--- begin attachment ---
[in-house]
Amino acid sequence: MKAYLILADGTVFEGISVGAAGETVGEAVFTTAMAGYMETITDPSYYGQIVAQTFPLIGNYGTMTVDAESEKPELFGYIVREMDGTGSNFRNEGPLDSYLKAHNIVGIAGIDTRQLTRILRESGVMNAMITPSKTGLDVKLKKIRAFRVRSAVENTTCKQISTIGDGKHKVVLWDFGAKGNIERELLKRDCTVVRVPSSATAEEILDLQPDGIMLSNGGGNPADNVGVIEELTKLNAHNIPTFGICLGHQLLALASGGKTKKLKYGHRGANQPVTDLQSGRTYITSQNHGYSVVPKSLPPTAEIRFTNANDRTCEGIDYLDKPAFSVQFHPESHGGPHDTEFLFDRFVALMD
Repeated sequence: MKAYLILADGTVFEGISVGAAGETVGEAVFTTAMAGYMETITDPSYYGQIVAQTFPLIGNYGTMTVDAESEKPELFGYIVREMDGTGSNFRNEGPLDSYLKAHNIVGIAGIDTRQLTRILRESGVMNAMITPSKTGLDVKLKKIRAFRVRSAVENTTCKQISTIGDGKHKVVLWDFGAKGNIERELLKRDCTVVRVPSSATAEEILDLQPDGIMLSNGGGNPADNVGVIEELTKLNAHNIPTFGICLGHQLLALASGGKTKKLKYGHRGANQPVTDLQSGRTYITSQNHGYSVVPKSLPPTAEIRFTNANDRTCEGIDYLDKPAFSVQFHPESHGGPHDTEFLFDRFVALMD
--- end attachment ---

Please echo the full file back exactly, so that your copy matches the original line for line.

[in-house]
Amino acid sequence: MKAYLILADGTVFEGISVGAAGETVGEAVFTTAMAGYMETITDPSYYGQIVAQTFPLIGNYGTMTVDAESEKPELFGYIVREMDGTGSNFRNEGPLDSYLKAHNIVGIAGIDTRQLTRILRESGVMNAMITPSKTGLDVKLKKIRAFRVRSAVENTTCKQISTIGDGKHKVVLWDFGAKGNIERELLKRDCTVVRVPSSATAEEILDLQPDGIMLSNGGGNPADNVGVIEELTKLNAHNIPTFGICLGHQLLALASGGKTKKLKYGHRGANQPVTDLQSGRTYITSQNHGYSVVPKSLPPTAEIRFTNANDRTCEGIDYLDKPAFSVQFHPESHGGPHDTEFLFDRFVALMD
Repeated sequence: MKAYLILADGTVFEGISVGAAGETVGEAVFTTAMAGYMETITDPSYYGQIVAQTFPLIGNYGTMTVDAESEKPELFGYIVREMDGTGSNFRNEGPLDSYLKAHNIVGIAGIDTRQLTRILRESGVMNAMITPSKTGLDVKLKKIRAFRVRSAVENTTCKQISTIGDGKHKVVLWDFGAKGNIERELLKRDCTVVRVPSSATAEEILDLQPDGIMLSNGGGNPADNVGVIEELTKLNAHNIPTFGICLGHQLLALASGGKTKKLKYGHRGANQPVTDLQSGRTYITSQNHGYSVVPKSLPPTAEIRFTNANDRTCEGIDYLDKPAFSVQFHPESHGGPHDTEFLFDRFVALMD